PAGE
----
ZAKARIA: What are the Chinese people really like? Do they adhere to all the stereotypes put on them by the West? Are they steadfast and loyal to the Communist Party? Are they either poor farmers or rich businesspeople with very few in between? And are they really good at math? Of course, not, but my next guest Evan Osnos takes me much deeper into just who today's Chinese really are, what their dreams are. It's his new book "Age of Ambition: Chasing Fortune, Truth and Faith in the New China." Osnos was the "New Yorker's" China correspondent for years. He's now based in Washington for the same magazine. Evan, you say that it's actually very easy to understand China in a sense if you can imagine the Gilded Age in America?

EVAN OSNOS: It's true. If you make a comparison to the United States experience, we're living right now through - American about 1890 - think about it. You know, we were coming out of the Civil War which in China's case means the Cultural Revolution, means pulling the country back together again. And one of the things you are also doing was building the country up. You know, we laid railroad tracks across the United States. China, as we know, has built more high-speed rail than the rest of the world combined. So, there is this incredible sense of what's possible. But at the same time, that means that you're generating huge amounts of wealth and it's going off into some people's hands and not into others.

ZAKARIA: And the real story of your book is the rise of Chinese individualism?

OSNOS: Yeah?


OSNOS: Yeah, that's right. I mean what interested me most was...[read on]
Visit Evan Osnos's website.

--Marshal Zeringue

Sunday, May 18, 2014

Bret Anthony Johnston

Bret Anthony Johnston's new novel is Remember Me Like This.

From his Q & A with Susan Cheever for The Daily Beast:

Susan Cheever: Your book has the delicate and precise mechanics of a Swiss watch. Every scene fits together like a jigsaw puzzle piece by the end of the book, when the reader finally knows everything. The flow of information is perfectly calibrated. How did you do that? Did you write outlines use index cards keep it all in your head?

Bret Anthony Johnston: I wrote the first draft of the novel without rereading a word of it until I reached the end, then I went back and cut and cut and cut. The second draft was half as long as the first, but I still feel as though I needed those hundreds of pages of shoddy writing to find the book that would eventually be published and reward the reader’s attention. The imagination is necessarily irresponsible, and I’ve never had an interest in trying to corral it. Anytime the characters went in a direction I didn’t expect, I felt shot through with adrenaline. The book ends far differently than I thought it would, and that surprise seems worth every narrative dead end that I encountered and had to revise along the way.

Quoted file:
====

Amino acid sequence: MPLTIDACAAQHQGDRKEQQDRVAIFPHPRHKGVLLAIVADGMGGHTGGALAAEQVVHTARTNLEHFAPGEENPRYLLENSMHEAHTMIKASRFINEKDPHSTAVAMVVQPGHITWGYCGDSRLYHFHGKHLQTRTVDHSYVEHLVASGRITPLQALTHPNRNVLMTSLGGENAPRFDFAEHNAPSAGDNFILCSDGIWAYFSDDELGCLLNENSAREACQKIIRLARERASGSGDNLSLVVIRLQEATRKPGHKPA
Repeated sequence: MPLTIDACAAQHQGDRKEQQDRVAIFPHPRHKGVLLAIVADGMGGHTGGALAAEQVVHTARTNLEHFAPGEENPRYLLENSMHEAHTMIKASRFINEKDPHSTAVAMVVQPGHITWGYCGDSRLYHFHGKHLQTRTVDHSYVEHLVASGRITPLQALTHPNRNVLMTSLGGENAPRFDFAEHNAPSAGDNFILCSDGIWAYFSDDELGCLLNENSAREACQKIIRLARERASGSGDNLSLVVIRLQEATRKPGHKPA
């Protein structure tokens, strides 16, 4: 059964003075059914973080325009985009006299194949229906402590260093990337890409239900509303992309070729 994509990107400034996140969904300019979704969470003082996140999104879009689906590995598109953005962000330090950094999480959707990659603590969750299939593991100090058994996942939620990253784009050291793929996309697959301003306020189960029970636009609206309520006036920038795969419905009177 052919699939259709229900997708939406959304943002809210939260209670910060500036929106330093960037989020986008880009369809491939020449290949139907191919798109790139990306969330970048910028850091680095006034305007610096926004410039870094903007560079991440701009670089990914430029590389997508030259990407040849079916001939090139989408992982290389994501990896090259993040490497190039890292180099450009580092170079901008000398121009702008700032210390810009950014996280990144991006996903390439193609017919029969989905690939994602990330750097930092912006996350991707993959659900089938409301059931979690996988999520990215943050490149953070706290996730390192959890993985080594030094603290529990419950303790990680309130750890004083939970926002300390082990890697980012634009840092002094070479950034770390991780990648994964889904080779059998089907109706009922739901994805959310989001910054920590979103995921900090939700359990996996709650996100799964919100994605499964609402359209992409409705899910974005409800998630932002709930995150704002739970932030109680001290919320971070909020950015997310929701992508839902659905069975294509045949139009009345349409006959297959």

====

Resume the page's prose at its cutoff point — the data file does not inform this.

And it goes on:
So I never outlined in the early drafts, but once I had a sense of what the novel’s ideal arc would be, I erected a huge bulletin board in my office and tracked what the readers and individual characters knew at a given time. Each character had his or her own color of ink, so I could assess the novel holistically, judging where I needed more of, say, the mother character because there wasn’t enough of her color in the third section of the book. So, yes, when I’m generating material, when I’m writing those initial drafts, I want my imagination to be messy and irresponsible, but...[read on]
--Marshal Zeringue

Friday, May 16, 2014

Moira Crone

Moira Crone is the author of several novels and story collections including What Gets Into Us and A Period of Confinement; her works have appeared in Oxford American, The New Yorker, Image, Mademoiselle, and over forty other journals and twelve anthologies. She has won prizes for her stories and novellas, and in 2009 she was given the Robert Penn Warren Award from the Fellowship of Southern Writers for the entire body of her work.

Her latest novel is The Not Yet.

From Crone's Q & A with Tom Andes at Bookslut:

Your new novel is a work of science fiction, and it had its own remarkable genesis. I was wondering if you could talk about how The Not Yet came to be and what caused you to switch genres.

I had a dream in the late 1990s. A couple was sitting at a table at Le Bon Temps Roulé, a bar on Magazine Street in New Orleans. A young man was talking to a woman, and a voice came to me and said, "She's 200 years old." I thought, What is this world? I wrote into it. I didn't know where it was going. The thing I liked about it was that the world you're writing about becomes a character, and it increases the interest in the story because the reader's not only finding out about what's happening, but she's also finding out about a newly conceived set of relationships and historical conditions. Writing speculative fiction is like having one of those crayons that has three or four different points, all in one barrel. Readers are interested in the language, as they would be normally; they're interested in the characters. But they're also interested in the environment and the social and emotional attitudes people have, which are new. People wrote me letters after I published part of it in the New Orleans Review. That was unusual, to get fan letters about a story in a literary journal. The editor asked me to serialize the book. I felt insecure because I didn't know where I was going; I hadn't thought of a plot because I'd spent so much time trying to build the world, so I stopped. I went back to my normal realistic writing, and I did another book of stories, What Gets Into Us, that would eventually come out in 2006. Then I thought I would see if I could finish this other book. I came up with a plot, and I applied for and got an ATLAS grant, for Louisiana artists. The grant period began the week of Katrina, September 1, 2005, so that year, I didn't have to teach. They were very kind to take a chance on this unusual speculative novel, unlike what I had done before.